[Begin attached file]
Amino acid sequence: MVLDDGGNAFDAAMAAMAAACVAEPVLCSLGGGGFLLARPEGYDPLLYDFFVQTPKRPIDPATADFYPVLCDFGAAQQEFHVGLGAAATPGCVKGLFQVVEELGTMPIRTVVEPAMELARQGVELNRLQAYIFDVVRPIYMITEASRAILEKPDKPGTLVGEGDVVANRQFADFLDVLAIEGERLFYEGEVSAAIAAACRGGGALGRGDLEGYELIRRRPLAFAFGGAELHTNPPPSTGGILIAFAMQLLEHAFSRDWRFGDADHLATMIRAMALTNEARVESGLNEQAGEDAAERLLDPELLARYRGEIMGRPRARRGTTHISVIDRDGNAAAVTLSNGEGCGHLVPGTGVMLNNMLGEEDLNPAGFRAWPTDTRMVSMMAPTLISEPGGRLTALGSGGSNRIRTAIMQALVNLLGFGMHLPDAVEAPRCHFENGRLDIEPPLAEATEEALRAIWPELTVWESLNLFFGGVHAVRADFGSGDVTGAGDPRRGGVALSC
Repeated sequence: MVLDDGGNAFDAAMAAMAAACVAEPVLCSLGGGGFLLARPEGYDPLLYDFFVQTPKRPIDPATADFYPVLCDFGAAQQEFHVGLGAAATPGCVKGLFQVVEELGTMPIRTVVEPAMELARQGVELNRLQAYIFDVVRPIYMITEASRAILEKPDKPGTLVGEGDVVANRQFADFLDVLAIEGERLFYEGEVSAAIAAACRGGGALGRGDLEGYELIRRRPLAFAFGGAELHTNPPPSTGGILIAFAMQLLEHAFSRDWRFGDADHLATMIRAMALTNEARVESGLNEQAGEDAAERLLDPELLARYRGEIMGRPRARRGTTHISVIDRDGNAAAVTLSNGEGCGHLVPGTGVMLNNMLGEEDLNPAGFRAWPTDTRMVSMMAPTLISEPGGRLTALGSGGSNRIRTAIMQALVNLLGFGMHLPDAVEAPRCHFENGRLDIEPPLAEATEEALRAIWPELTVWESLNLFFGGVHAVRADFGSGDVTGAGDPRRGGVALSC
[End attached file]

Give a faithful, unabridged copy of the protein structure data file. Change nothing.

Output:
Amino acid sequence: MVLDDGGNAFDAAMAAMAAACVAEPVLCSLGGGGFLLARPEGYDPLLYDFFVQTPKRPIDPATADFYPVLCDFGAAQQEFHVGLGAAATPGCVKGLFQVVEELGTMPIRTVVEPAMELARQGVELNRLQAYIFDVVRPIYMITEASRAILEKPDKPGTLVGEGDVVANRQFADFLDVLAIEGERLFYEGEVSAAIAAACRGGGALGRGDLEGYELIRRRPLAFAFGGAELHTNPPPSTGGILIAFAMQLLEHAFSRDWRFGDADHLATMIRAMALTNEARVESGLNEQAGEDAAERLLDPELLARYRGEIMGRPRARRGTTHISVIDRDGNAAAVTLSNGEGCGHLVPGTGVMLNNMLGEEDLNPAGFRAWPTDTRMVSMMAPTLISEPGGRLTALGSGGSNRIRTAIMQALVNLLGFGMHLPDAVEAPRCHFENGRLDIEPPLAEATEEALRAIWPELTVWESLNLFFGGVHAVRADFGSGDVTGAGDPRRGGVALSC
Repeated sequence: MVLDDGGNAFDAAMAAMAAACVAEPVLCSLGGGGFLLARPEGYDPLLYDFFVQTPKRPIDPATADFYPVLCDFGAAQQEFHVGLGAAATPGCVKGLFQVVEELGTMPIRTVVEPAMELARQGVELNRLQAYIFDVVRPIYMITEASRAILEKPDKPGTLVGEGDVVANRQFADFLDVLAIEGERLFYEGEVSAAIAAACRGGGALGRGDLEGYELIRRRPLAFAFGGAELHTNPPPSTGGILIAFAMQLLEHAFSRDWRFGDADHLATMIRAMALTNEARVESGLNEQAGEDAAERLLDPELLARYRGEIMGRPRARRGTTHISVIDRDGNAAAVTLSNGEGCGHLVPGTGVMLNNMLGEEDLNPAGFRAWPTDTRMVSMMAPTLISEPGGRLTALGSGGSNRIRTAIMQALVNLLGFGMHLPDAVEAPRCHFENGRLDIEPPLAEATEEALRAIWPELTVWESLNLFFGGVHAVRADFGSGDVTGAGDPRRGGVALSC